I was here. There are some pretty girls up at the
Glen, but I hardly think they could be called

"This girl is. You can't have seen her, or you would
remember her. Nobody could forget her. I never saw
such a face except in pictures. And her hair! It made
me think of Browning's `cord of gold' and `gorgeous

"Probably she's some visitor in Four Winds--likely
some one from that big summer hotel over the harbor."

"She wore a white apron and she was driving geese."

"She might do that for amusement. Look, Anne--there's
our house."

Anne looked and forgot for a time the girl with the
splendid, resentful eyes. The first glimpse of her new
home was a delight to eye and spirit--it looked so like
a big, creamy seashell stranded on the harbor shore.
The rows of tall Lombardy poplars down its lane stood
out in stately, purple silhouette against the sky.
Behind it, sheltering its garden from the too keen
breath of sea winds, was a cloudy fir wood, in which
the winds might make all kinds of weird and haunting
music. Like all woods, it seemed to be holding and
enfolding secrets in its recesses,--secrets whose charm
is only to be won by entering in and patiently seeking.
Outwardly, dark green arms keep them inviolate from
curious or indifferent eyes.

The night winds were beginning their wild dances beyond
the bar and the fishing hamlet across the harbor was
gemmed with lights as Anne and Gilbert drove up the
poplar lane. The door of the little house opened, and
a warm glow of firelight flickered out into the dusk.
Gilbert lifted Anne from the buggy and led her into the
garden, through the little gate between the
ruddy-tipped firs, up the trim, red path to the
sandstone step.

"Welcome home," he whispered, and hand in hand they
stepped over the threshold of their house of dreams.



"Old Doctor Dave" and "Mrs. Doctor Dave" had come down
to the little house to greet the bride and groom.
Doctor Dave was a big, jolly, white-whiskered old
fellow, and Mrs. Doctor was a trim rosy-cheeked,
silver-haired little lady who took Anne at once
to her heart, literally and figuratively.

"I'm so glad to see you, dear. You must be real
tired. We've got a bite of supper ready, and Captain
Jim brought up some trout for you. Captain Jim--where
are you? Oh, he's slipped out to see to the horse, I
suppose. Come upstairs and take your things off."

Anne looked about her with bright, appreciative eyes as
she followed Mrs. Doctor Dave upstairs. She liked the
appearance of her new home very much. It seemed to
have the atmosphere of Green Gables and the flavor of
her old traditions.

"I think I would have found Miss Elizabeth Russell a
`kindred spirit,'" she murmured when she was alone in
her room. There were two windows in it; the dormer one
looked out on the lower harbor and the sand-bar and the
Four Winds light.

"A magic casement opening on the foam Of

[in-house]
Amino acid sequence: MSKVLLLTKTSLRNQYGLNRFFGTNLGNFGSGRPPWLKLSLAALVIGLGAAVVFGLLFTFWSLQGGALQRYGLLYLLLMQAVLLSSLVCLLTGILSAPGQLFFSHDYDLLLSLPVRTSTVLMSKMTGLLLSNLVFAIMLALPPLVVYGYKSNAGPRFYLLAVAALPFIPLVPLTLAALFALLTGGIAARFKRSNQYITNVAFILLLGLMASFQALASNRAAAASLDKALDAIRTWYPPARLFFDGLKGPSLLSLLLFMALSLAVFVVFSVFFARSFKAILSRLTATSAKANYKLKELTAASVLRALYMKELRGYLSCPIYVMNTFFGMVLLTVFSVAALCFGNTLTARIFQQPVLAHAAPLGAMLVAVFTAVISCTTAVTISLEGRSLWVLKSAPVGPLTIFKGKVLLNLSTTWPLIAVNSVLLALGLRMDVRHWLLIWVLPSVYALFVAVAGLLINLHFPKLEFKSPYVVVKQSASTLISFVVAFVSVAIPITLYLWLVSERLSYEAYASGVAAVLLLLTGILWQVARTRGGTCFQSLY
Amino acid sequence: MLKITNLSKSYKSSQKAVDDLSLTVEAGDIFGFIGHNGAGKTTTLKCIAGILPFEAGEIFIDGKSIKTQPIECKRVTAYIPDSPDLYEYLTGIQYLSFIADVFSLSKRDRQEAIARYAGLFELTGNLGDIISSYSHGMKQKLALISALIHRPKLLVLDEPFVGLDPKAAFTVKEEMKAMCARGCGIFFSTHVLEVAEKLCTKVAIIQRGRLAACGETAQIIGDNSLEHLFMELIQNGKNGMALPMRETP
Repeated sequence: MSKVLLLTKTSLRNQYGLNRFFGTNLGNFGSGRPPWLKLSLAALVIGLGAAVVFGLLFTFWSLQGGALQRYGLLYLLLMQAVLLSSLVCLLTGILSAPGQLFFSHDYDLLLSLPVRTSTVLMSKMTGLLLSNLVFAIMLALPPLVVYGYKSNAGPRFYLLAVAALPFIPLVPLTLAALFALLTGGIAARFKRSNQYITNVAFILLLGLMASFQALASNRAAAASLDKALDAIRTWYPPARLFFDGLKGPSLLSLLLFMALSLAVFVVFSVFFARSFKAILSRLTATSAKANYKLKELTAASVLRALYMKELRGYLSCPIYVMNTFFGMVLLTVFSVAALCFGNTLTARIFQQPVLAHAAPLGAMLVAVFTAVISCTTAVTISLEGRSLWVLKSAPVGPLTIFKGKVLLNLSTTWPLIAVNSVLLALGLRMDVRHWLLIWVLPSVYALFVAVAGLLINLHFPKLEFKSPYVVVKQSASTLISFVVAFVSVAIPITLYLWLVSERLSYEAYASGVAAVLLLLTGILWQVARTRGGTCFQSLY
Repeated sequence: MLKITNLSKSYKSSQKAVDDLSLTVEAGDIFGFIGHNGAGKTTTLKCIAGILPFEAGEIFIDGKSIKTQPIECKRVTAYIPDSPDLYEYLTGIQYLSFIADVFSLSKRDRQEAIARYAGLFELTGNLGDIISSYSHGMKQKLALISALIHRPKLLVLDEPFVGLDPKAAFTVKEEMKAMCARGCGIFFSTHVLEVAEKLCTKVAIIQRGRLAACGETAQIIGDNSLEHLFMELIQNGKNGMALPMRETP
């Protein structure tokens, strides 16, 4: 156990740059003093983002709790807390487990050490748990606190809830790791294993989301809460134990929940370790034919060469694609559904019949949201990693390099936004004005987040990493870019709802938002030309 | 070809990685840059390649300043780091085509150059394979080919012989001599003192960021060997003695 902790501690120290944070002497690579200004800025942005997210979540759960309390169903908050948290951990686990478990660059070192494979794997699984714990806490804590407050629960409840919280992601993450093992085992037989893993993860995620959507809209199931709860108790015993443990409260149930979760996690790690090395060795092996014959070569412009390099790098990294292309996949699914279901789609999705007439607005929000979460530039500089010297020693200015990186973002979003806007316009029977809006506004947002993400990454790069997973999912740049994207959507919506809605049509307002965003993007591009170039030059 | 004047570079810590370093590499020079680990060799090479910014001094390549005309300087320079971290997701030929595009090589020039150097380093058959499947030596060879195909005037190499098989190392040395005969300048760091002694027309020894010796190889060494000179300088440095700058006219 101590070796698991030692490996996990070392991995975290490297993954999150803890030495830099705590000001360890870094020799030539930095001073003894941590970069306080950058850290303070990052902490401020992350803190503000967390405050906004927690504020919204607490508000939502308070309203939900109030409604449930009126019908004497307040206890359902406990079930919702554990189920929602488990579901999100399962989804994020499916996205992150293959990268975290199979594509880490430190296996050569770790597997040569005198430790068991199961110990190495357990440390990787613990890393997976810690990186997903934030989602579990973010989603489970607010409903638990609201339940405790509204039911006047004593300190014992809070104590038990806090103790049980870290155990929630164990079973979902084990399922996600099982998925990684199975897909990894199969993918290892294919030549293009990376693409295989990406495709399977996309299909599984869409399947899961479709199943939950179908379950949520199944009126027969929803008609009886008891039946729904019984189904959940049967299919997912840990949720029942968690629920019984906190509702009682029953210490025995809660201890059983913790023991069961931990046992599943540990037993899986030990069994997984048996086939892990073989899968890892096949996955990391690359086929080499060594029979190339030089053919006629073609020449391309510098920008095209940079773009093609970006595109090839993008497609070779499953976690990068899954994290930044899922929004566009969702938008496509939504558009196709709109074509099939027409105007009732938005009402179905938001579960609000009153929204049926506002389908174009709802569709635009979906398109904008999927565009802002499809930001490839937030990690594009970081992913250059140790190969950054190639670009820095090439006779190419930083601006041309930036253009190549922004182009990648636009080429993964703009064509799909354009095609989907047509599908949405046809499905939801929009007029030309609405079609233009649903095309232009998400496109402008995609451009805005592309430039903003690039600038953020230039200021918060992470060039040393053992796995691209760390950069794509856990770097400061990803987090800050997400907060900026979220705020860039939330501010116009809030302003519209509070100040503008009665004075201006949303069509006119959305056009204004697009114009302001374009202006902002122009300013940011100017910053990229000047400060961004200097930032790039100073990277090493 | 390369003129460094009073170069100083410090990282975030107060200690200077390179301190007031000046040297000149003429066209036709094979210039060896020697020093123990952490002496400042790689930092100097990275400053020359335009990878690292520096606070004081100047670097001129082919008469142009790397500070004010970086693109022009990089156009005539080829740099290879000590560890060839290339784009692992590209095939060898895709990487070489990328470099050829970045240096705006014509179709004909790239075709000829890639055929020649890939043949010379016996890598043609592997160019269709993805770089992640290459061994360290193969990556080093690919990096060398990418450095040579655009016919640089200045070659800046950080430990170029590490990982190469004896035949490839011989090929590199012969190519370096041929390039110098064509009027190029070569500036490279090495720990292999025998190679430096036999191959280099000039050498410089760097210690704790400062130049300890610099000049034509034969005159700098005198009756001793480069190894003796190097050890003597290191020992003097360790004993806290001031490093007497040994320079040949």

perilous seas in fairy lands forlorn,"

quoted Anne softly. The gable window gave a view of a
little harvest-hued valley through which a brook ran.
Half a mile up the brook was the only house in
sight--an old, rambling, gray one surrounded by huge
willows through which its windows peered, like shy,
seeking eyes, into the dusk. Anne wondered who lived
there; they would be her nearest neighbors and she
hoped they would be nice. She suddenly found herself
thinking of the beautiful girl with the white geese.

"Gilbert thought she didn't belong here," mused Anne,
"but I feel sure she does. There was something about
her that made her part of the sea and the sky and the
harbor. Four Winds is in her blood."

When Anne went downstairs Gilbert was standing before
the fireplace talking to a stranger. Both turned as
Anne entered.

"Anne, this is Captain Boyd. Captain Boyd, my wife."

It was the first time Gilbert had said "my wife" to
anybody but Anne, and he narrowly escaped bursting with
the pride of it. The old captain held out a sinewy
hand to Anne; they smiled at each other and were
friends from that moment. Kindred spirit flashed
recognition to kindred spirit.

"I'm right down pleased to meet you, Mistress Blythe;
and I hope you'll be as happy as the first bride was
who came here. I can't wish you no better than THAT.
But your husband doesn't introduce me jest exactly
right. `Captain Jim' is my week-a-day name and you
might as well begin as you're sartain to end
up--calling me that. You sartainly are a nice little
bride, Mistress Blythe. Looking at you sorter makes
me feel that I've jest been married myself."

Amid the laughter that followed Mrs. Doctor Dave urged
Captain Jim to stay and have supper with them.

"Thank you kindly. 'Twill be a real treat, Mistress
Doctor. I mostly has to eat my meals alone, with the
reflection of my ugly old phiz in a looking-glass
opposite for company. 'Tisn't often I have a chance to
sit down with two such sweet, purty ladies."

Captain Jim's compliments may look very bald on paper,
but he paid them with such a gracious, gentle deference